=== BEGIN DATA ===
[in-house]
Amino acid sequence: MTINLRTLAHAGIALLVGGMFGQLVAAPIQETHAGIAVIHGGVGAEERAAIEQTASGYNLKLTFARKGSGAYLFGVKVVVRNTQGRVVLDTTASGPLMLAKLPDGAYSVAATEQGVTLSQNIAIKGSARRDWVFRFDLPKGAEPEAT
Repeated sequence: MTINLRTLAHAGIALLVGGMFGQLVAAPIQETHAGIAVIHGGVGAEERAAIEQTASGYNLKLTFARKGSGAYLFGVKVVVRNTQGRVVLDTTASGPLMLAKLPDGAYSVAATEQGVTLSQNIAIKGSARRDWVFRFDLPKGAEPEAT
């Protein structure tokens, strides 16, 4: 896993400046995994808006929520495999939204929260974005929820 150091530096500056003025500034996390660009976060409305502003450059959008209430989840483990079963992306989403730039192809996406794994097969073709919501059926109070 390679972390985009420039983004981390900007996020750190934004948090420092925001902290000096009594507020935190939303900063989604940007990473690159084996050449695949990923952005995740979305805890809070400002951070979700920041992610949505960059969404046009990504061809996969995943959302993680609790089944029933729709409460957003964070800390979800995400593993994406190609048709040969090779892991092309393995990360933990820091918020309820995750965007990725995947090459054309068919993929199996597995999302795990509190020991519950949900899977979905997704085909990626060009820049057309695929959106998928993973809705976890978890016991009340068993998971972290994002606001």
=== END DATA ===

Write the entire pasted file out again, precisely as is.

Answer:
[in-house]
Amino acid sequence: MTINLRTLAHAGIALLVGGMFGQLVAAPIQETHAGIAVIHGGVGAEERAAIEQTASGYNLKLTFARKGSGAYLFGVKVVVRNTQGRVVLDTTASGPLMLAKLPDGAYSVAATEQGVTLSQNIAIKGSARRDWVFRFDLPKGAEPEAT
Repeated sequence: MTINLRTLAHAGIALLVGGMFGQLVAAPIQETHAGIAVIHGGVGAEERAAIEQTASGYNLKLTFARKGSGAYLFGVKVVVRNTQGRVVLDTTASGPLMLAKLPDGAYSVAATEQGVTLSQNIAIKGSARRDWVFRFDLPKGAEPEAT
């Protein structure tokens, strides 16, 4: 896993400046995994808006929520495999939204929260974005929820 150091530096500056003025500034996390660009976060409305502003450059959008209430989840483990079963992306989403730039192809996406794994097969073709919501059926109070 390679972390985009420039983004981390900007996020750190934004948090420092925001902290000096009594507020935190939303900063989604940007990473690159084996050449695949990923952005995740979305805890809070400002951070979700920041992610949505960059969404046009990504061809996969995943959302993680609790089944029933729709409460957003964070800390979800995400593993994406190609048709040969090779892991092309393995990360933990820091918020309820995750965007990725995947090459054309068919993929199996597995999302795990509190020991519950949900899977979905997704085909990626060009820049057309695929959106998928993973809705976890978890016991009340068993998971972290994002606001």